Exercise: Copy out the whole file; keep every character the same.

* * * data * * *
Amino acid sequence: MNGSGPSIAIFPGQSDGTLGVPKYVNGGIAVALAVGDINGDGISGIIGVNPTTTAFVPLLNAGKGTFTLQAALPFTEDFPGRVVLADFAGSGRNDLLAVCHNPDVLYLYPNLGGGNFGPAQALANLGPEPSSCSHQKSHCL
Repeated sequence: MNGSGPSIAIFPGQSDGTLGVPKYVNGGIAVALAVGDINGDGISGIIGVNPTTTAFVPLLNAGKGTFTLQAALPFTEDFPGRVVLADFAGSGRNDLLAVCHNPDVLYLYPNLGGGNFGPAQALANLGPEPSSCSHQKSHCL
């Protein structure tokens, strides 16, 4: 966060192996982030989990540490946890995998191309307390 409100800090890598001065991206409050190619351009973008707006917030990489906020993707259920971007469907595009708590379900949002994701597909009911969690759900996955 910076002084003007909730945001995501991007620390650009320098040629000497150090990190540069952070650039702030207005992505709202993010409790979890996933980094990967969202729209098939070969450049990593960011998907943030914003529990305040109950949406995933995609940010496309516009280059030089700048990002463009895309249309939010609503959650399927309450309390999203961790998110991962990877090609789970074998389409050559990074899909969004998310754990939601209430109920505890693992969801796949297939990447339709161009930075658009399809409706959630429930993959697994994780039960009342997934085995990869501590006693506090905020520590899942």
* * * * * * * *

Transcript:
Amino acid sequence: MNGSGPSIAIFPGQSDGTLGVPKYVNGGIAVALAVGDINGDGISGIIGVNPTTTAFVPLLNAGKGTFTLQAALPFTEDFPGRVVLADFAGSGRNDLLAVCHNPDVLYLYPNLGGGNFGPAQALANLGPEPSSCSHQKSHCL
Repeated sequence: MNGSGPSIAIFPGQSDGTLGVPKYVNGGIAVALAVGDINGDGISGIIGVNPTTTAFVPLLNAGKGTFTLQAALPFTEDFPGRVVLADFAGSGRNDLLAVCHNPDVLYLYPNLGGGNFGPAQALANLGPEPSSCSHQKSHCL
């Protein structure tokens, strides 16, 4: 966060192996982030989990540490946890995998191309307390 409100800090890598001065991206409050190619351009973008707006917030990489906020993707259920971007469907595009708590379900949002994701597909009911969690759900996955 910076002084003007909730945001995501991007620390650009320098040629000497150090990190540069952070650039702030207005992505709202993010409790979890996933980094990967969202729209098939070969450049990593960011998907943030914003529990305040109950949406995933995609940010496309516009280059030089700048990002463009895309249309939010609503959650399927309450309390999203961790998110991962990877090609789970074998389409050559990074899909969004998310754990939601209430109920505890693992969801796949297939990447339709161009930075658009399809409706959630429930993959697994994780039960009342997934085995990869501590006693506090905020520590899942």